Out of Russia
Biographical Sketch

Marc Chagall was born into a Hassidic family that spent his youth in Vitebsk, Belorussia. He studied in St. Petersburg with Leon Bakst and Nicholas Roerich, before moving to Paris in 1910 to continue his art training. He received some attention for the paintings he exhibited at the Salon des Indépendants in 1912, 1913 and 1914. Chagall returned to his homeland following the start of World War I. As a Jewish artist who had received much of his training in Paris, Chagall found that his work differed from that being produced by the Russian modernists. Kazimir Malevich called Chagall's work ‘old-fashioned’ because of his refusal to give up representational subject matter in his paintings. In 1918 Chagall accepted the position of director of the Vitebsk School of Art, but soon afterward Malevich took over the school in order to lead its students toward his vision of the ‘new art.’ Chagall left for Moscow to begin working as a scenic designer for the State Jewish Theater, where he remained for several years.

In 1923 Chagall returned to Paris and from that time on he resided primarily in France. Throughout his life Chagall's work showed the influence of his Russian origins and his Jewish heritage, and although he was well acquainted with the modern art movements of the 20th century, he developed a unique and distinctive style. He produced not only paintings, but also sculptures, set and costume designs, stained glass, tapestries, murals, and mosaics.

Chagall left Nazi-occupied France in 1941 for the United States and remained there until 1948. While living in New York, he made his first color lithographs, a series of 13 prints titled Four Tales from The Arabian Nights. Despite the fact that Chagall had not worked in this medium before, the series was awarded the graphic prize of the Venice Biennial in 1948, and the prints are now regarded as the finest examples in this medium produced in the United States prior to 1950.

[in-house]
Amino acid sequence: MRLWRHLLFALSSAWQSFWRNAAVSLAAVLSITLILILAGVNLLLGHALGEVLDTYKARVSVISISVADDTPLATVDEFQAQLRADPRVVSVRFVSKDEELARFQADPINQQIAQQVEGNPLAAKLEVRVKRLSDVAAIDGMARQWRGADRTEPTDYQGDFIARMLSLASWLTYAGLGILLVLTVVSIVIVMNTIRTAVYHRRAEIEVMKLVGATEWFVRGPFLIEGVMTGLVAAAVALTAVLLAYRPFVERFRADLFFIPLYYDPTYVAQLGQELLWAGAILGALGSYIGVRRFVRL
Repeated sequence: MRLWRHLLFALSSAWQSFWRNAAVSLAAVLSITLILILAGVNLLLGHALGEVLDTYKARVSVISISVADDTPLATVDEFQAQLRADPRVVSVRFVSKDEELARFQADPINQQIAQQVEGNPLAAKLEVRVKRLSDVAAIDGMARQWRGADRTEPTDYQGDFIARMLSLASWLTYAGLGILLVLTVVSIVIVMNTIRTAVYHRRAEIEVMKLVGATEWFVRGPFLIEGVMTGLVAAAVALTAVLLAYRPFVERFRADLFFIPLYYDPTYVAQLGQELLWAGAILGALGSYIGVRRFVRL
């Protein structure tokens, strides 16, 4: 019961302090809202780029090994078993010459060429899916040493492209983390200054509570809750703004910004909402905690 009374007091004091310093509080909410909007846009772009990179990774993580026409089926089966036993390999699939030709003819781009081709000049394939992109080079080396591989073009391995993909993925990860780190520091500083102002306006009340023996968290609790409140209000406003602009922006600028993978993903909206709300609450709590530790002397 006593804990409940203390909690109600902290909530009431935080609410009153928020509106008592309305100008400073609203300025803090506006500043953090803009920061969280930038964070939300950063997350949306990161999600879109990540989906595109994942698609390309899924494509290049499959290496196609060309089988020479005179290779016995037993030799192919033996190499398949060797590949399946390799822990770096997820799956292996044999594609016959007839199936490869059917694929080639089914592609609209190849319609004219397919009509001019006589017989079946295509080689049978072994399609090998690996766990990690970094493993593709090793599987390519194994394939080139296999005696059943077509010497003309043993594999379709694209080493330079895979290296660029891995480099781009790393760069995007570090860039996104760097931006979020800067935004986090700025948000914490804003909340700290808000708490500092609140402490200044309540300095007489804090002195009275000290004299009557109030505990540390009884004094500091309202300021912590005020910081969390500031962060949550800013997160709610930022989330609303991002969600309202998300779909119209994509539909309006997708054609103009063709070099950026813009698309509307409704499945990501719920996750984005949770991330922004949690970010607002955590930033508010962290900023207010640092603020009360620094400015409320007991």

In his work, Marc Chagall stressed his Jewish heritage, combining a repeated use of Yiddish idioms, imagery from Jewish folklore, and Hassidic mysticism with the representational style he developed as a prominent member of the early-twentieth-century abstract Russian school. Chagall heightened the dreamlike quality of his work with the motif of weightless bodies floating through space. Through this approach, he combined earthly sentiment with spiritual love, depicting relationships as more romantic than erotic.

(Samples of the Chagall lithographs featured in this exhibit are not available online due to copyright restrictions.)